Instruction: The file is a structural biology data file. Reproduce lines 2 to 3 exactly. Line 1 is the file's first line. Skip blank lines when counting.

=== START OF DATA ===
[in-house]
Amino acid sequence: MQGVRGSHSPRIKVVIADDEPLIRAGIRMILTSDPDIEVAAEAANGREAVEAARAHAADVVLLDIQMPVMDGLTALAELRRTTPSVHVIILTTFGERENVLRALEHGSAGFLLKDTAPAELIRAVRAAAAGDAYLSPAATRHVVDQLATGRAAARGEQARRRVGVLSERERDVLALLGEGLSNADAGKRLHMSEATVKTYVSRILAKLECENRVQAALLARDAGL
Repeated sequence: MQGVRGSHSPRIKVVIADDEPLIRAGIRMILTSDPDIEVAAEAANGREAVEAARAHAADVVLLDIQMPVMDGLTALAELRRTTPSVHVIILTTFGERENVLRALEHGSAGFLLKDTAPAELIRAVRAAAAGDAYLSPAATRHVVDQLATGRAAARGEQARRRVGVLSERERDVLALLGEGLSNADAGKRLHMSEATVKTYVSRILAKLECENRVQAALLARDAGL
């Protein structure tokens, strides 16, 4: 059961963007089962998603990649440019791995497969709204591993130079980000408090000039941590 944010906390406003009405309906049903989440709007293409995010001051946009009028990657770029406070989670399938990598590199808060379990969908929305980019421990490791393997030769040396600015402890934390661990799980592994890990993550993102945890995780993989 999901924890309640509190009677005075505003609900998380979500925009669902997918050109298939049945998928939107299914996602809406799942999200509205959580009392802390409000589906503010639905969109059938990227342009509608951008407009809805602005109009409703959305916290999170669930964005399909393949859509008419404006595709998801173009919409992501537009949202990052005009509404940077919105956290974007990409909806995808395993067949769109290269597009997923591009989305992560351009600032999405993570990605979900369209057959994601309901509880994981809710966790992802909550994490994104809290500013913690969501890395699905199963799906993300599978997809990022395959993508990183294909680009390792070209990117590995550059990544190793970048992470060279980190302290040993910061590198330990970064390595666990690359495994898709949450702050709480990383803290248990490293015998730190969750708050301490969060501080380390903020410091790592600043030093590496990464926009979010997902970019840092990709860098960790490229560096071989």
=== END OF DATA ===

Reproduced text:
Amino acid sequence: MQGVRGSHSPRIKVVIADDEPLIRAGIRMILTSDPDIEVAAEAANGREAVEAARAHAADVVLLDIQMPVMDGLTALAELRRTTPSVHVIILTTFGERENVLRALEHGSAGFLLKDTAPAELIRAVRAAAAGDAYLSPAATRHVVDQLATGRAAARGEQARRRVGVLSERERDVLALLGEGLSNADAGKRLHMSEATVKTYVSRILAKLECENRVQAALLARDAGL
Repeated sequence: MQGVRGSHSPRIKVVIADDEPLIRAGIRMILTSDPDIEVAAEAANGREAVEAARAHAADVVLLDIQMPVMDGLTALAELRRTTPSVHVIILTTFGERENVLRALEHGSAGFLLKDTAPAELIRAVRAAAAGDAYLSPAATRHVVDQLATGRAAARGEQARRRVGVLSERERDVLALLGEGLSNADAGKRLHMSEATVKTYVSRILAKLECENRVQAALLARDAGL